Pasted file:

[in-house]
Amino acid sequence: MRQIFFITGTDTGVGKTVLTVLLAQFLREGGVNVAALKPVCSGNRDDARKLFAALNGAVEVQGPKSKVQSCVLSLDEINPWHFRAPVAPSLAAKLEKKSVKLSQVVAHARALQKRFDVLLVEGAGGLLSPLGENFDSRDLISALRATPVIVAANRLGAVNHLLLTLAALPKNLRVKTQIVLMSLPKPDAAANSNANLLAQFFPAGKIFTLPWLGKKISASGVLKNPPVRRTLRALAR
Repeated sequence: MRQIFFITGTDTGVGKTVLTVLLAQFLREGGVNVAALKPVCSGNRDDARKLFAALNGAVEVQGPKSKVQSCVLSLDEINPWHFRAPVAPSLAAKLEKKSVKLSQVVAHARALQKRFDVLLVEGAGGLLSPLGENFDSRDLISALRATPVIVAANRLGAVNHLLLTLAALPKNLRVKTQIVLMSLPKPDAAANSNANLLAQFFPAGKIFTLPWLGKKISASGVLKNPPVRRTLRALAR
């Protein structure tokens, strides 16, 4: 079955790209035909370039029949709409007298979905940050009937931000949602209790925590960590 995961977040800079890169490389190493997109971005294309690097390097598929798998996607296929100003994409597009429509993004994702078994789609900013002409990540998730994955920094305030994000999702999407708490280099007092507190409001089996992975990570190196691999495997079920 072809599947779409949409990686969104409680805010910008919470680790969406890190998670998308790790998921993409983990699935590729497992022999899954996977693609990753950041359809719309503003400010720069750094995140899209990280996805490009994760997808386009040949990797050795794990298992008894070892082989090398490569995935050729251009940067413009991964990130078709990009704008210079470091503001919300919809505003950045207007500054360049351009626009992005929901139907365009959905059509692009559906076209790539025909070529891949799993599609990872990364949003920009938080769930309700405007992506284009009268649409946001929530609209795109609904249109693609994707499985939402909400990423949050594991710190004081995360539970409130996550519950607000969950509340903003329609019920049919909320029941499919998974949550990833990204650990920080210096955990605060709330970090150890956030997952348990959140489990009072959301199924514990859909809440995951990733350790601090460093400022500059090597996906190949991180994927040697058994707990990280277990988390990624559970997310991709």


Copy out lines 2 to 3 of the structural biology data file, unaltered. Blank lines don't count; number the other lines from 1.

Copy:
Amino acid sequence: MRQIFFITGTDTGVGKTVLTVLLAQFLREGGVNVAALKPVCSGNRDDARKLFAALNGAVEVQGPKSKVQSCVLSLDEINPWHFRAPVAPSLAAKLEKKSVKLSQVVAHARALQKRFDVLLVEGAGGLLSPLGENFDSRDLISALRATPVIVAANRLGAVNHLLLTLAALPKNLRVKTQIVLMSLPKPDAAANSNANLLAQFFPAGKIFTLPWLGKKISASGVLKNPPVRRTLRALAR
Repeated sequence: MRQIFFITGTDTGVGKTVLTVLLAQFLREGGVNVAALKPVCSGNRDDARKLFAALNGAVEVQGPKSKVQSCVLSLDEINPWHFRAPVAPSLAAKLEKKSVKLSQVVAHARALQKRFDVLLVEGAGGLLSPLGENFDSRDLISALRATPVIVAANRLGAVNHLLLTLAALPKNLRVKTQIVLMSLPKPDAAANSNANLLAQFFPAGKIFTLPWLGKKISASGVLKNPPVRRTLRALAR